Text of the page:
Those involved in Private Boarding schools are convinced that the education offered is much better than that in a Public School. This may be due to the fact that the public schools are required to deal with everyone. The private schools are able to hand pick their students, refusing students that are borderline, or that do not really want to learn. The application process for the private school is very extensive and completion does not guarantee admission. Imagine the difference in a typical public classroom where a student is only there because he or she has to be there. The opposite side of the coin is the private school where all of the students are happy to be there and eager to learn. The private school can also hand pick the teachers and administrative staff. If a teacher does not perform well they will be asked to leave. If a school is not running well an administrator will be fired. In the public school system teachers that are vested obtain a sort of untouchable status. In some places they will really have to do something bad to be fired. Once vested some teachers relax and do a mediocre job until retirement. There are those teachers that take pride in their work and will always do a good job in a private or public setting. Teachers in a private school may not have the comfort of being vested.

Ideal Students

As mentioned previously students in a private school are there because they really want to learn. Teachers are there because they really want to teach. This creates a very positive learning environment. The success of the school is based on the success of the students. This gives everyone the desire to make things work. Since the private school has hand selected the students enrolled the success of the school depends in part to the students selected. This may seem unfair to those working in the public sector. In one sense it does have a tendency to tilt the scales in favor of the private school. How can they fail with hand picked students, teachers, and administrators. This allows the private school to charge more because of their success. An ideal situation would be created if the private sector could replicate what happens in the private school. The truth is not every young person wants to go to school. Not every teacher wants to go to work, and not every administrator is excited to make a success of the public school they work in. As in everything the opposite is also true.  There are talented teachers and administrators in every school just like there are gifted students in public schools. The biggest difference is the number and ratio of talented people and students involved in a private setting compared to that of a public setting. The challenge for the public schools is to capitalize on the gifted students that are unable to attend a private school. The public school can also be careful to hire teachers and administrators that are excited and capable of doing the jobs their are hired for. It would also be a good idea to do review the policies that protect teachers and administrators that are not performing well from being fired.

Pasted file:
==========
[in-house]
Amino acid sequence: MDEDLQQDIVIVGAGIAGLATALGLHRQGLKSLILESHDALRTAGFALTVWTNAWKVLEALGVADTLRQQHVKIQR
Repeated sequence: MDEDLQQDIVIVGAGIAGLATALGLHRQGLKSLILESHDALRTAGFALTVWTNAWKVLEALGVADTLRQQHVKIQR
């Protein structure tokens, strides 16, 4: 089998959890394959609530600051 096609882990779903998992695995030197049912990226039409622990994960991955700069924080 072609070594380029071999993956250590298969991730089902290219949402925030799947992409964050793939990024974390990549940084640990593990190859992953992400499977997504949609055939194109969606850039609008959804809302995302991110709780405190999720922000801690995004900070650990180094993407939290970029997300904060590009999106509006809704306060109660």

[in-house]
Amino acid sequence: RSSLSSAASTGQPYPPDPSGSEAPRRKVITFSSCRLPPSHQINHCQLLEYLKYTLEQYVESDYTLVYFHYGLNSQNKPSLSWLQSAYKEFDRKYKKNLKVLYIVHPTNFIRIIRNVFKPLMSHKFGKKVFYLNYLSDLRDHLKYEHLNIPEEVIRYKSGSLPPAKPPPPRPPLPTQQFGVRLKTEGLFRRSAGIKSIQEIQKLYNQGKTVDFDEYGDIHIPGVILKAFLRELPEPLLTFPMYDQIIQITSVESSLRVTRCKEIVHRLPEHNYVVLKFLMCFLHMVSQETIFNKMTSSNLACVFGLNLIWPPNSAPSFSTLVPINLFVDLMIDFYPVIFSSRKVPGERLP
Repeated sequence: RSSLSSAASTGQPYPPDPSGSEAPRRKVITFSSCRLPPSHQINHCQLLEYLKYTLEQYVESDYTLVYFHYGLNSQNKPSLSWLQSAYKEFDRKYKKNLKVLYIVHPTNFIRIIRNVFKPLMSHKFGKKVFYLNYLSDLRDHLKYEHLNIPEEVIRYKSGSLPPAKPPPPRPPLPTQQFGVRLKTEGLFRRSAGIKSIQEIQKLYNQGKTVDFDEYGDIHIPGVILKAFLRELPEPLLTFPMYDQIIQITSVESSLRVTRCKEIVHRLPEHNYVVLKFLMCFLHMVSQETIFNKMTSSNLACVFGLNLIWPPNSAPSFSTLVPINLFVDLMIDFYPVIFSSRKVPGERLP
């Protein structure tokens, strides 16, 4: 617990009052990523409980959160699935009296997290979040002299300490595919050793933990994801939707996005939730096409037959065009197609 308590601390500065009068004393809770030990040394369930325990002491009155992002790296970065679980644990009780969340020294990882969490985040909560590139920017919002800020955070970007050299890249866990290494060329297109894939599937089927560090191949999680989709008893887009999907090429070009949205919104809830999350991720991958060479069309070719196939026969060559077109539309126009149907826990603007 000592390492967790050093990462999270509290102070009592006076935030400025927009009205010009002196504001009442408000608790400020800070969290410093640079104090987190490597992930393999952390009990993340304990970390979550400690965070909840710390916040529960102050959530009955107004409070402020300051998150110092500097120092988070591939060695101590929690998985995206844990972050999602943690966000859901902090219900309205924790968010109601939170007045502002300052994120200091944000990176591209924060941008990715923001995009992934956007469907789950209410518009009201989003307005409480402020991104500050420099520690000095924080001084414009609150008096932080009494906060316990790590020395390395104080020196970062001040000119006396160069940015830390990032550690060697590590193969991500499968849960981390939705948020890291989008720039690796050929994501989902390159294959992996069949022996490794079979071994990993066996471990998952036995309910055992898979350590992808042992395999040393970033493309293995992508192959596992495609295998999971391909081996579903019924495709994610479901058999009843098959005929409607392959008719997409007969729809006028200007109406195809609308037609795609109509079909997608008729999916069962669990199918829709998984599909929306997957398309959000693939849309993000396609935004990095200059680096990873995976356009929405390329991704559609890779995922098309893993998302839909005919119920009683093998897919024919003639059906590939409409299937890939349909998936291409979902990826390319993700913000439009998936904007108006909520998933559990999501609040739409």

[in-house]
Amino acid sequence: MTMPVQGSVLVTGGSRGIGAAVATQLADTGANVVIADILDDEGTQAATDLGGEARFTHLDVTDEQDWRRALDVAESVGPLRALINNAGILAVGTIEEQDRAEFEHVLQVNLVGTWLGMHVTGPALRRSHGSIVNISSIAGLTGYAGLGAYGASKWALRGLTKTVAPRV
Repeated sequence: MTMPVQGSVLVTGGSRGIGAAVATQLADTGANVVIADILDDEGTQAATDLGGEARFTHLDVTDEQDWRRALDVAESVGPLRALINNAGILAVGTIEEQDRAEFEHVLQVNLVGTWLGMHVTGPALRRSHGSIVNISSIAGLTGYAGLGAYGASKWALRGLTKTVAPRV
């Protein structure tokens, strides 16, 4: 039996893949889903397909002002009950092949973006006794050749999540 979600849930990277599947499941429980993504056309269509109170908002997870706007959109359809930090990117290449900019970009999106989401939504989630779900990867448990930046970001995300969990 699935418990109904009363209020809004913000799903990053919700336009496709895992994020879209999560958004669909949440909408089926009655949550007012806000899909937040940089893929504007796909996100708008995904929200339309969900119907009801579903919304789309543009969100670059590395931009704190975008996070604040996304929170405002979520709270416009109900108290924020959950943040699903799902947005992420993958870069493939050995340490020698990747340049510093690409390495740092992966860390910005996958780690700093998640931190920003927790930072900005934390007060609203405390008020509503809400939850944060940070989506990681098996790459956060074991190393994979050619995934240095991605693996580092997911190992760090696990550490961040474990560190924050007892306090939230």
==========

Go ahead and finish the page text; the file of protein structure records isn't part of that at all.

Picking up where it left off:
Private Teen Schools – Teen Specialty Schools

Private Teen Schools

Parents select private schools for a variety of reasons. Sometimes a child has special needs. Other times, the child is gifted and the parents seek an accelerated academic environment. In many cases, the parents are simply looking for a more structured learning atmosphere with smaller classes and more careful supervision.